Joseph Mallord William Turner

Oxford: The High Street, Looking West towards Carfax

c.1798

View this artwork by appointment, at Tate Britain's Prints and Drawings Rooms

Artist
Joseph Mallord William Turner 1775–1851
Medium
Graphite on paper
Dimensions
Support: 408 x 508 mm
Collection
Tate
Acquisition
Accepted by the nation as part of the Turner Bequest 1856
Reference
D08219
Turner Bequest CXX F

Catalogue entry

Finberg1 (followed by John Gage)2 considered this the drawing on which Turner based the painting he executed for the Oxford frame-maker and art dealer James Wyatt (1774–1853; not to be confused with the architect of the same name, 1746–1813, also associated with Turner), and exhibited at the Royal Academy in 1810 (private collection, on loan to Ashmolean Museum, Oxford);3 Finberg cited4 the letter from Turner to James Wyatt postmarked 25 December 1809, in which he requests ‘a sheet of paper pasted down on a Board in readiness about 2 feet by 19 [inches]’ (610 x 483 mm);5 but as Martin Butlin and Evelyn Joll remark, that drawing is lost.6 The present study may have been referred to, though it is clearly an earlier work, as Colin Harrison acknowledges.7 A study of the three churches alone (their tower and spires), probably executed while Turner was at work on the painting, is in a private collection. Turner’s original intention in making this large drawing of the High Street may have been to evolve a subject for his Oxford Almanack commission; compare Tate D00666 (Turner Bequest XXVII E), a smaller study taken from almost exactly the same viewpoint.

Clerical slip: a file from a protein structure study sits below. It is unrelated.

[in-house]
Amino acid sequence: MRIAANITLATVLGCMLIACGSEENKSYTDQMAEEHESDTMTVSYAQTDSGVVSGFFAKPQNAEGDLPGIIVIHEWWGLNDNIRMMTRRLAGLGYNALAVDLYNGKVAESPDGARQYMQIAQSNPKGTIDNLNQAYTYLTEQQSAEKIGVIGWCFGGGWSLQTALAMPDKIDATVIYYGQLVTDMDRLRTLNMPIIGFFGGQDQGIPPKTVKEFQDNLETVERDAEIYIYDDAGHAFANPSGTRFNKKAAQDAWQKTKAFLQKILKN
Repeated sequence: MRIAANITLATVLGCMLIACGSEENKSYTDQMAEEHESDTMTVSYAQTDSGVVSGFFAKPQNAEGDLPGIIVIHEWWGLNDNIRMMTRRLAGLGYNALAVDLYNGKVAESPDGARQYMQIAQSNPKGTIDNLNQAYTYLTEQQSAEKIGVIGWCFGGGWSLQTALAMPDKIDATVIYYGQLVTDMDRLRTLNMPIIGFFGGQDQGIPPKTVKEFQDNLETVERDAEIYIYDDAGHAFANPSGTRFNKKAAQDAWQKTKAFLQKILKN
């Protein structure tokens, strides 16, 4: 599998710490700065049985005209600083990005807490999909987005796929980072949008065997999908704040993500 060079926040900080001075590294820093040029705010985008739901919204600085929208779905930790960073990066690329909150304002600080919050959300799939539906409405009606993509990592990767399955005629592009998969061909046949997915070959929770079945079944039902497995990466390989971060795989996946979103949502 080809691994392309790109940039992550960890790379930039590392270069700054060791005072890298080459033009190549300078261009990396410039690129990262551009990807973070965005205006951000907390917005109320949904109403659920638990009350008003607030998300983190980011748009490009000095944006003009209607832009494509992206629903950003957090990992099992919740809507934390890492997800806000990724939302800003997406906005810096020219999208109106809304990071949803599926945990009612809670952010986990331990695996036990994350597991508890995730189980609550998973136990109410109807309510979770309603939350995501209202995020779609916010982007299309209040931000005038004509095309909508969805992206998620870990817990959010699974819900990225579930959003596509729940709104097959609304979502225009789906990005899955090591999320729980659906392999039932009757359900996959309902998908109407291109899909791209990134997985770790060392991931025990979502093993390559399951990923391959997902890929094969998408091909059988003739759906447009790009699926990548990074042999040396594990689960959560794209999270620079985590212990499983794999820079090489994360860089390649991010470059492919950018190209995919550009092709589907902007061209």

1
Finberg 1909, I, p.328.
2
Gage 1980, p.38.
3
Butlin and Joll 1984, pp.73–4 no.102, pl.109 (colour).
4
A.J. Finberg (died 1939), undated MS note in interleaved copy of Finberg 1909, Tate Britain Prints and Drawings Room, I, p.328.
5
Gage 1980, letter no.28.
6
Butlin and Joll 1984, p.73.
7
See Harrison 2000, pp.78–9.
Technical notes:
The sheet is stained, torn and dirty, and folded vertically at the centre, and in other places.
Verso:
Blank; inscribed by a later hand in pencil ‘Oxford High St’; not stamped.

Andrew Wilton
March 2013

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